The Greatest Sea Battle of the Civil War - The American Spectator | USA News and Politics
The Greatest Sea Battle of the Civil War

To the Uttermost Ends of the Earth: The Epic Hunt for the South’s Most Feared Ship and the Greatest Sea Battle of the Civil War
By Phil Keith with Tom Glavin
(Hanover Square Press, 316 pages, $30)

The horrendous American Civil War, which cost the lives of more than 600,000 Americans, was mostly a land war. Many Americanos, even those who’ve never studied history, are at least somewhat familiar with the biggest and costliest of the war’s engagements, fought in places with names like Gettysburg, Shiloh, Antietam, Chancellorsville, and Vicksburg. Some might even know that the brown-water navies of the two sides engaged in various rivers in the South, and that the Union Navy’s major strategic contribution was to blockade Southern ports to keep goods from Europe from getting in and to prevent the South from shipping its cotton overseas for the money needed to finance its war effort.

But few are aware that there was an important blue-water naval dimension to America’s deadliest war, with much of this taking place far from American shores. Now Phil Keith and Tom Clavin can fill this knowledge gap with their well-researched, clearly written, and dramatic account of this part of the war and of the climactic sea battle that put an end to Confederate commerce raiding. Along the way, readers will learn a good deal about the nature of 19th-century naval service, the warships of the time, the weapons they deployed, and the men who sailed and fought in them (all men then, of course, the co-ed Navy being more than a century away). It was a hard and Spartan life, full of danger from enemy guns, bad weather, and the general treachery of the sea.

The book specifically focuses on two veteran naval officers, Raphael Semmes, captain of the CSS Alabama, the South’s most successful commerce raider, and John Winslow, captain of the USS Kearsage, dispatched to hunt down and destroy the Alabama, the biggest naval thorn in the Union’s backside during the war. These two old salts had been in naval service for decades and had even served together in a previous assignment.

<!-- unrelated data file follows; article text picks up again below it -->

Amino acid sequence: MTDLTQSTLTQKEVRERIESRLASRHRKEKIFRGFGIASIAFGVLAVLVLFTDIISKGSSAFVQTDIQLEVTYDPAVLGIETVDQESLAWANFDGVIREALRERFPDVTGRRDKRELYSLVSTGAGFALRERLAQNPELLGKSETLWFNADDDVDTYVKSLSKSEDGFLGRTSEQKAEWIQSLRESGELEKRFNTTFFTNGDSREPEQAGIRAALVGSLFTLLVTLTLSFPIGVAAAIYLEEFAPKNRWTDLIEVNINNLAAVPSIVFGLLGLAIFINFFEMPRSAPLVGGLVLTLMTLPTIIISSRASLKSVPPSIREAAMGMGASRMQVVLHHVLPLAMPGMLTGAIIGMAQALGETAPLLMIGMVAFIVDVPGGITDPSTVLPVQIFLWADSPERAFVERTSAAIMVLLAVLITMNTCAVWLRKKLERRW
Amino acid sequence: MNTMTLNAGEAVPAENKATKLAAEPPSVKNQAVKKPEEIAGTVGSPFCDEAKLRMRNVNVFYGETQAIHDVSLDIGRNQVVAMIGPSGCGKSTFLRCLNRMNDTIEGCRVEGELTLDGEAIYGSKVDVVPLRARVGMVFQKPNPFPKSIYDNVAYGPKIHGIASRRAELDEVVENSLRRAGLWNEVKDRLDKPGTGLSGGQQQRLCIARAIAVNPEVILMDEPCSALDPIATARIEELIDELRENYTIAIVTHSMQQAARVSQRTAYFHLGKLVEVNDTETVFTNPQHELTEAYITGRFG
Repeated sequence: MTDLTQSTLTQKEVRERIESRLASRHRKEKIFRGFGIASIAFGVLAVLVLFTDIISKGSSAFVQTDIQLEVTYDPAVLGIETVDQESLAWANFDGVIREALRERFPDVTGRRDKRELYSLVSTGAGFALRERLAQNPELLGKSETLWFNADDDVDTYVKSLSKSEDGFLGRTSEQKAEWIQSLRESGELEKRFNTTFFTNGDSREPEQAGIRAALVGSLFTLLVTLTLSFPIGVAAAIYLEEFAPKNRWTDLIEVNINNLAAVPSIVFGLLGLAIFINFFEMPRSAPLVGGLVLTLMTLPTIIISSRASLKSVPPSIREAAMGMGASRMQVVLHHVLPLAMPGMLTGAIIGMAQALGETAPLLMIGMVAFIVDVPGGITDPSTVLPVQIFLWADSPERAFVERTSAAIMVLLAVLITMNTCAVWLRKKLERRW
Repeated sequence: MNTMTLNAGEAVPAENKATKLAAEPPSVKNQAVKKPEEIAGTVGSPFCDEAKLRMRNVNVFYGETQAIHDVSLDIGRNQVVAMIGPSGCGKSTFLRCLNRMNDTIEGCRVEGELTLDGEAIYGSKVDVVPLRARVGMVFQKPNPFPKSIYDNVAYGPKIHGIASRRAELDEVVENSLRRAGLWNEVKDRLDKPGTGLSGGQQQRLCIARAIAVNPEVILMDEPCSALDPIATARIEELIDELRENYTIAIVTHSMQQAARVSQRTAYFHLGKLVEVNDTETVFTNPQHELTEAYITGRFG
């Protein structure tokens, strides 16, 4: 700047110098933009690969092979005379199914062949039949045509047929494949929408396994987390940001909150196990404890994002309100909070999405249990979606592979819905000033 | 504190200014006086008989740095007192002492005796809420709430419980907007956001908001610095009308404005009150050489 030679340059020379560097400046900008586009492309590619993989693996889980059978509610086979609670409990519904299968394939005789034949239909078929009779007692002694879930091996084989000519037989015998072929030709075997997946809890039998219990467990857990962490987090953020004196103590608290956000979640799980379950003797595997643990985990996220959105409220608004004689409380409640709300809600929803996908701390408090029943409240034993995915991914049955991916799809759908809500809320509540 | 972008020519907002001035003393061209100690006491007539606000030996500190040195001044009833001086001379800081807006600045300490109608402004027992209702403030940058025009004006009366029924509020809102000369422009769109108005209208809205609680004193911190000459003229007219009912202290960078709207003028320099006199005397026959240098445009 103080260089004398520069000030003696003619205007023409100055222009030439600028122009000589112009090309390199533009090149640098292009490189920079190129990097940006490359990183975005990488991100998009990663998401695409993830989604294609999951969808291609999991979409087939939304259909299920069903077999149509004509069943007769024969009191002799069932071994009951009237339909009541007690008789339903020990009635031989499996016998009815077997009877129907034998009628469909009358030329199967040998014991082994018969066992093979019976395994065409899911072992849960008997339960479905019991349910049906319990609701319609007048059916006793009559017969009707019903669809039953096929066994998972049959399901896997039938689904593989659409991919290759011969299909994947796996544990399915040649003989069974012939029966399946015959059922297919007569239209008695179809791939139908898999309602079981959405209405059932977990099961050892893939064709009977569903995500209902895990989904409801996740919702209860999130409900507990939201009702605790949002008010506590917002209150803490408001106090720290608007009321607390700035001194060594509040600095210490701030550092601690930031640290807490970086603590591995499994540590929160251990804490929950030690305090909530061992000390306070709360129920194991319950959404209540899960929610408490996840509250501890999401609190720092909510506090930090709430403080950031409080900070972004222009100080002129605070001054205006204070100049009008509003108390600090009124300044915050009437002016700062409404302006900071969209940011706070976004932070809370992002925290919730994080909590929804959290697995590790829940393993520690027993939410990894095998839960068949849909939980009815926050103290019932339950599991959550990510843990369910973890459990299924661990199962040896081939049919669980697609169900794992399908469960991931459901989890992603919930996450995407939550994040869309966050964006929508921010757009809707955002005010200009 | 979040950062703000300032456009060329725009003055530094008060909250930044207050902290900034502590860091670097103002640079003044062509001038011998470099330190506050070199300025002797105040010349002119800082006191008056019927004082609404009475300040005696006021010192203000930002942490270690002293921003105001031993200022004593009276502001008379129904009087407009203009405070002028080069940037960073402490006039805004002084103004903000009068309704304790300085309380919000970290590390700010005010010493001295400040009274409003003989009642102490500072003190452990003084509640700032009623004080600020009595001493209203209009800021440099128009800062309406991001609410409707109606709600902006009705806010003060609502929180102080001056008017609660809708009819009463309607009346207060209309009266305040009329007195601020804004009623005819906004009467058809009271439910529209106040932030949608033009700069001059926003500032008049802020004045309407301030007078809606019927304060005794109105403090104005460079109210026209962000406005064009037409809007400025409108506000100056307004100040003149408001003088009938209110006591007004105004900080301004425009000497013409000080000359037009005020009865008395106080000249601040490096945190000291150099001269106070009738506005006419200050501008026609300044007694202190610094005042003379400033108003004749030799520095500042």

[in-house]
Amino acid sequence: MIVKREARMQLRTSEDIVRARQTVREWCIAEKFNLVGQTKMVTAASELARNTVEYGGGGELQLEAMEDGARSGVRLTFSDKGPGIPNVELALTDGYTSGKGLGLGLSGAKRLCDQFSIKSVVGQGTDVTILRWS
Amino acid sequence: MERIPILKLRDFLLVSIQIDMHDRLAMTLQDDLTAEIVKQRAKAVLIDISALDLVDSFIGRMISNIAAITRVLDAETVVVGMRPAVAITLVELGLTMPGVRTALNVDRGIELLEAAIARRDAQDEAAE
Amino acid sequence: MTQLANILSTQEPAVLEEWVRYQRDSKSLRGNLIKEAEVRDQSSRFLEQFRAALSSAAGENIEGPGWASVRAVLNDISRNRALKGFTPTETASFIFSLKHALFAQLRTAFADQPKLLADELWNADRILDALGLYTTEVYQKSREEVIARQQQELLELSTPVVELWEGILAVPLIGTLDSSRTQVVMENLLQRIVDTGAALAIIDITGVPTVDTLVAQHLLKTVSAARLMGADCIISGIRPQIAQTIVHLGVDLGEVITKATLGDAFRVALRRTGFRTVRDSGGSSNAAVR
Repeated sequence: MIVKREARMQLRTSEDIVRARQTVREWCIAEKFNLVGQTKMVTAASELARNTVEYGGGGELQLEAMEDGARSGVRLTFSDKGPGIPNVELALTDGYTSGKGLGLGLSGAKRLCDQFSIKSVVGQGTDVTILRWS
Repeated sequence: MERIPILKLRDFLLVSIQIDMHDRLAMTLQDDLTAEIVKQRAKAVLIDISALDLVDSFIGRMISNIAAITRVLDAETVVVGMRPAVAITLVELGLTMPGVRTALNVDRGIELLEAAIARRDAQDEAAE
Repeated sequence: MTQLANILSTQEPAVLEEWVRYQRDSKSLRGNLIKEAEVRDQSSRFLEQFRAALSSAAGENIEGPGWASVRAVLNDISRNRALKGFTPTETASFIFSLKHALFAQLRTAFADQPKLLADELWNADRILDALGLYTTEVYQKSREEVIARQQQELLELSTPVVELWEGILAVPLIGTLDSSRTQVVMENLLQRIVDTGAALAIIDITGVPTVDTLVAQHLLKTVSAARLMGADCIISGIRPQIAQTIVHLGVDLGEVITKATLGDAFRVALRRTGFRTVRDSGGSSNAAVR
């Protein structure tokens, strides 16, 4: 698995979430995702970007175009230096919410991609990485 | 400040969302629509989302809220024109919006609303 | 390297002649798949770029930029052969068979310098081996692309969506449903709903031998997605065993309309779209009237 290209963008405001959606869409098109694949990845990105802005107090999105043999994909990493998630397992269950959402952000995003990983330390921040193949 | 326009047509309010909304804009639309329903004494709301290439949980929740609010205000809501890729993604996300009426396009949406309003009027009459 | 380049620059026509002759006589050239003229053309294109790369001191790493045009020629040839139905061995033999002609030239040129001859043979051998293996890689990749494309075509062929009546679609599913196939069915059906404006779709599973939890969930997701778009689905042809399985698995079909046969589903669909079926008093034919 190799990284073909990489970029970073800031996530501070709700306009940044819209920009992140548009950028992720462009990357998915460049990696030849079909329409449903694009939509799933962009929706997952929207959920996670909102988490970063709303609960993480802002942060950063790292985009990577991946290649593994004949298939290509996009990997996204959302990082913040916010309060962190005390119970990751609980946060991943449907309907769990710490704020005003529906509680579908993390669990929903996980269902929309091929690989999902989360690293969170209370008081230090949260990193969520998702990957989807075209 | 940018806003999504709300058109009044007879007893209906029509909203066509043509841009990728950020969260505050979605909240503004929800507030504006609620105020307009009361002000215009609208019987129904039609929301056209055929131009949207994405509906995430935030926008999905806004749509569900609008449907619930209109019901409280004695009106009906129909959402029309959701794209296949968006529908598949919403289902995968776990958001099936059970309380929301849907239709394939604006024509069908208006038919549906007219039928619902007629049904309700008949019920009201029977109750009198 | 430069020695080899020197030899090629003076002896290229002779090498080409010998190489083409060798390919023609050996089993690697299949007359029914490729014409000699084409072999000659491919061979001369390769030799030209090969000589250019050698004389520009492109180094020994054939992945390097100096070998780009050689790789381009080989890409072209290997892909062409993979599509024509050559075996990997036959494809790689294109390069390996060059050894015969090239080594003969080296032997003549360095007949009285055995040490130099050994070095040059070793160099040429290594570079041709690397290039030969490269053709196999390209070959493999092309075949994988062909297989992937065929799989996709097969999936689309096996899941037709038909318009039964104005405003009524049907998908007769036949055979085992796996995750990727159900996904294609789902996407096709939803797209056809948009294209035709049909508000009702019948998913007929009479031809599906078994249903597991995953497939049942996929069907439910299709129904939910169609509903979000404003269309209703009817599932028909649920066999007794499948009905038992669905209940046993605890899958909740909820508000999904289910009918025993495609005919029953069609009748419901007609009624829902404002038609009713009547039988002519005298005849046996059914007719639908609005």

The book’s title comes from the orders Secretary of the Navy Gideon Welles gave Winslow: “Travel to the uttermost ends of the earth, if necessary, to find and destroy the Alabama.” The reason the Union found it so urgent to stop the Alabama was that this ship and its able skipper were wildly successful in intercepting and destroying, usually by burning, merchant ships bound for Union states with food, raw materials, and manufactured goods needed in the North.

When hostilities began after the Confederate bombardment of the Union garrison at Fort Sumter, South Carolina, in April of 1861, the Confederate Navy consisted of exactly 10 ships, carrying only 15 guns between them. And throughout the war, the rebel Navy remained tiny compared to the Union’s, which reached more than 600 ships by the war’s end. Save for the first year of the war when the Confederacy held the Gosport Navy Yard in Norfolk, Virginia, the South lacked the shipyards to build warships. After Union troops retook Norfolk in May of 1862, the South only managed to increase its fleet by sleight of hand, managing to evade British neutrality laws by having some of their ships built there under dodgy registrations.